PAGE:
To reconsider relationships is simply to prioritize our earthly relationships and also a disciple’s relationship with Jesus. Moreover, it isn’t just the love of others that potentially threatens a disciple’s connection to Jesus, but it can even be the love of self in all its forms. To reconsider relationships is to accept the harsh truth that no earthly relationship must ever be allowed to drive a wedge between any disciple and Jesus.
In addition to reconsidering relationships, the followers of Jesus must be willing to carry their crosses. “And anyone who does not carry his cross and follow me cannot be my disciple”. A cross can be any struggle the Christian has that comes in one manner or another because of his or her faith. We call to mind those Christians who are persecuted throughout the world for their faith and so often lose their lives because of it. Whatever the cross, Jesus says that it is something that his followers must lift up and carry, not hide away and bury.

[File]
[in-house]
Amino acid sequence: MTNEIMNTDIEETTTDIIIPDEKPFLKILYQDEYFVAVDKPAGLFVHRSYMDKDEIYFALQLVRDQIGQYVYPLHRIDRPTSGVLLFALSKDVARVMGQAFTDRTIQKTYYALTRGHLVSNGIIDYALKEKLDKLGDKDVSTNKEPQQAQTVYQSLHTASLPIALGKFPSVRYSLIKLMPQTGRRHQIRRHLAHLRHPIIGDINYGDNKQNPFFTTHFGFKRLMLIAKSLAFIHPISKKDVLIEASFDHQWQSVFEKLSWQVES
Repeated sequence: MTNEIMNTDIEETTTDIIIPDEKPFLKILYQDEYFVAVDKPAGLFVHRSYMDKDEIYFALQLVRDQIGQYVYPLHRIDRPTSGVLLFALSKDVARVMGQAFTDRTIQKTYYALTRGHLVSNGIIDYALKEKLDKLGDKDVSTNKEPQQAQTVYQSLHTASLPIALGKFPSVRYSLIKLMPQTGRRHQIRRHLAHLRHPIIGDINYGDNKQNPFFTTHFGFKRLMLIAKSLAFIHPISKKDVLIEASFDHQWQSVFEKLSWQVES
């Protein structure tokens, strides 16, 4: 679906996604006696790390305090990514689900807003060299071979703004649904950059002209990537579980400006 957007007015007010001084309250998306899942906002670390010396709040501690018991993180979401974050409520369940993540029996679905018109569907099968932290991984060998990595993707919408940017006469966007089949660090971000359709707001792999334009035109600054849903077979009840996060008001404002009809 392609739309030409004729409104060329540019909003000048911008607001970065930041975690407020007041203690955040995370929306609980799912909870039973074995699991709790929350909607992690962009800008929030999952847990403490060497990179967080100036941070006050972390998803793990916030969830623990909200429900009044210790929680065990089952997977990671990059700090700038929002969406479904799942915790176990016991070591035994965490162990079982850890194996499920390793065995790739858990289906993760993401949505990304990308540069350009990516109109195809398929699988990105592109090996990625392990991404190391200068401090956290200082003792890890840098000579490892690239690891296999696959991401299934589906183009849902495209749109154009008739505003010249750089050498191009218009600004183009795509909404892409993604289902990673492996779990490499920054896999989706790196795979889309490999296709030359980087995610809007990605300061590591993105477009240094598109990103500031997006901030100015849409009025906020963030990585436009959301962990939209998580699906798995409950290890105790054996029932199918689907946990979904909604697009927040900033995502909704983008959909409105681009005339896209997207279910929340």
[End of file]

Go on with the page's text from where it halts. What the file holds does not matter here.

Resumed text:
Finally, a disciple of Jesus should also be willing to part with possessions. We live in a world where material possessions are ever important. Technology seems to advance so quickly that it appears as soon as you have bought one item it is replaced with another one which is better. By turning away from such worldly things towards God we are able to see what God provides for us so abundantly. God’s giving to us as his disciples is not a “good-enough-to-get-by” type of giving, but a “here, take what you need… and then double it” type of giving.
Discipleship is costly; Yes, Jesus wants us to count the cost as we follow him so that we do not have any unrealistic expectations about how challenging it will be. But even more than that, Jesus wants us to know it’s costly because the price for being called his disciples was his own death. He paid that price on the cross. He made us his.
As we leave here today what is the one thing, large or small, that you could do or give up that changes your priorities, that reorders your relationships and that gives precedence to Christ in your life today. If we are prepared to do that, to count the cost, to pay the price and let God fully enter our lives then Kingdom of God awaits us.